Jeremy woke up early the next day to watch the NBA finals and I got some much needed sleep after feeling under the weather the past few days. After the game we decided to have another day just wandering around the different temples in the city and scoping out souvenirs. One thing that has been hard for me on this trip is not collecting all sorts of little trinkets, museum maps/guides, scraps of paper, etc. We just don’t have enough room in our backpacks and every gram counts, in addition we did a major purge of our things before we left on the trip and don’t want to come back with a new collection of clutter that I promise to scrapbook and never do.
We were excited for Saturday night as Chiang Mai has a famous night market with a ton of great street food and handicrafts made by locals. We met up with two girls from Chicago we’d met in Cambodia about a month prior and walked around with them sampling the delicious Thai cuisine and looking through all the local crafts. We’ve been to a lot of street markets throughout Southeast Asia, but this one was particularly massive. It took us about an hour to mosey one way down the street, and there were a ton of sides streets filled with other stalls as well. After the market we decided to check out the crazy bar scene near our hotel and ended up at a great little reggae bar with a live band! It was a great way to end the night.
Sunday morning, we woke up earlier than we had been in order to head to Wat Doi Suthep, which is Chiang Mai’s most famous temple; as well as Bhubing Palace, the winter palace of the Thai royal family. To get there you have to wind your way up the nearby mountains, inducing a rather nauseating ride for both of us. Our first stop was Bhubing Palace, and even though you couldn’t really enter the family’s living quarters the gardens were absolutely gorgeous. The grounds were perfectly manicured and we loved that there was a great map showing you which way to go down the paths to be sure you don’t miss anything. I was a bit jealous that the Thai royal family basically gets to live in the middle of a botanic garden!
After touring Bhubing Palace, it was finally time to see the temple Chiang Mai is famous for, Wat Doi Suthep. It's located at the top of a hill and there are about a ton of stairs to climb first but at the top you're rewarded with one of the most beautiful temples you've ever seen and a great view. In my opinion, Thai temples have a lot of glitz and glam and Wat Doi Suthep was no different, tons of golden Buddha's and gems plastered throughout the temple.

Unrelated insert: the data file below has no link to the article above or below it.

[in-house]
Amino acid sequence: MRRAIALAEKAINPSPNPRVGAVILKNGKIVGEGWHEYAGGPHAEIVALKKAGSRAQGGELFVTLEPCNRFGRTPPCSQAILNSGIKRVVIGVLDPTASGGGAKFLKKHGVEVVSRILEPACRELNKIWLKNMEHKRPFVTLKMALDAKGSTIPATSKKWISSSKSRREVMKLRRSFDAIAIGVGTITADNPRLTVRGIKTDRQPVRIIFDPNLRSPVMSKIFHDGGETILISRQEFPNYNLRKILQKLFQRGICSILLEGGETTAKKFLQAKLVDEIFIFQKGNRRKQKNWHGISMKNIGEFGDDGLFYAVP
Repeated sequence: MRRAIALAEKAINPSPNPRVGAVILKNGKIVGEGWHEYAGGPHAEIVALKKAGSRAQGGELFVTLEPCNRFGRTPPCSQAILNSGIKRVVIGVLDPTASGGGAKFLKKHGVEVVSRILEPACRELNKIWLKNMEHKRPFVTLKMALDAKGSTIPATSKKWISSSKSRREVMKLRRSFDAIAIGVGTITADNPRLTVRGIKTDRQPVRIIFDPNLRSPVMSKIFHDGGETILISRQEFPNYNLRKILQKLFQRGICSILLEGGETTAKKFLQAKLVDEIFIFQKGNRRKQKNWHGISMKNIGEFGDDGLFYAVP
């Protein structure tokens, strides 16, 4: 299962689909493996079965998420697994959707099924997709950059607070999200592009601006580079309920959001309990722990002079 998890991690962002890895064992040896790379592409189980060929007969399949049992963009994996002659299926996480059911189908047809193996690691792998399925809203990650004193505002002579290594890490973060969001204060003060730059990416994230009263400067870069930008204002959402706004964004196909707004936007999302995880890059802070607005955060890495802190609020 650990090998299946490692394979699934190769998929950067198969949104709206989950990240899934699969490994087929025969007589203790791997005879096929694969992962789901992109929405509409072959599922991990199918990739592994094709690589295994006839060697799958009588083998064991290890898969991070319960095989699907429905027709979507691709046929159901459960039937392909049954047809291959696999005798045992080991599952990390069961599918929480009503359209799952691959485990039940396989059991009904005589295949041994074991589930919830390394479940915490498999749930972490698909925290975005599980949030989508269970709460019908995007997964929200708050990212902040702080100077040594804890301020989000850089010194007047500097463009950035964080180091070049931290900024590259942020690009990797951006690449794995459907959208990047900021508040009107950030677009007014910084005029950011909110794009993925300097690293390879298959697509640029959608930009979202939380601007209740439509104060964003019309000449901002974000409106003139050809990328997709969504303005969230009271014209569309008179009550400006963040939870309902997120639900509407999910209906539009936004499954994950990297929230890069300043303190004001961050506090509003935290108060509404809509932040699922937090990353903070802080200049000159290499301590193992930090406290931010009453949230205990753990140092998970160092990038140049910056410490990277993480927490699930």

Sunday evening, we decided to hit up another night market, which actually had a lot of the same vendors as the night before, but took place in a different location. There is a saying in Thailand we’ve come to love and say A LOT, “Same Same, But Different,” which definitely applied to the Saturday and Sunday night markets. After grabbing some food at the market we met up again with our new Chicago friends to check out the famous, Chiang Mai cabaret. For pretty cheap, you can see an amazing choreographed drag show in the middle of the night bazaar. At the last minute one of Jeremy’s old coworker’s Evan, who is traveling with his wife Melissa for a year, came and met us for the show as well! The show was a great mix of some old classics as well as newer pop songs and one of the poor guys seated in front got dragged into a ton of the songs, luckily he was a great sport!
After the show, we gathered the group and made our way back to the bar area we’d wandered upon the night before and ended up back at the reggae bar before the whole scene kind of shut down. As we were figuring out what to do next, we bumped into the two younger Chicago girls we’d met at the elephant sanctuary who invited us to head to another bar with them and a random Thai guy they met. I’m pretty sure they just wanted us to act as big siblings in case the guy was a creeper. But, he ended up being a nice guy and a good time was had by all until I realized it was almost 2am and dragged Jeremy home.
The next few days were spent in Pai (post to come) and we returned to Chiang Mai for two days before heading to Hong Kong. In that time, we picked up some souvenirs (since we’re nearing the homestretch of our trip), did some laundry, met up with Evan and Melissa for dinner and drinks and had our final meal in Thailand at a great vegetarian restaurant. After spending a total of almost six weeks in Thailand, we were really going to miss the tasty food, cheap prices and beautiful scenery. I hope that it’s a place we make it back to someday!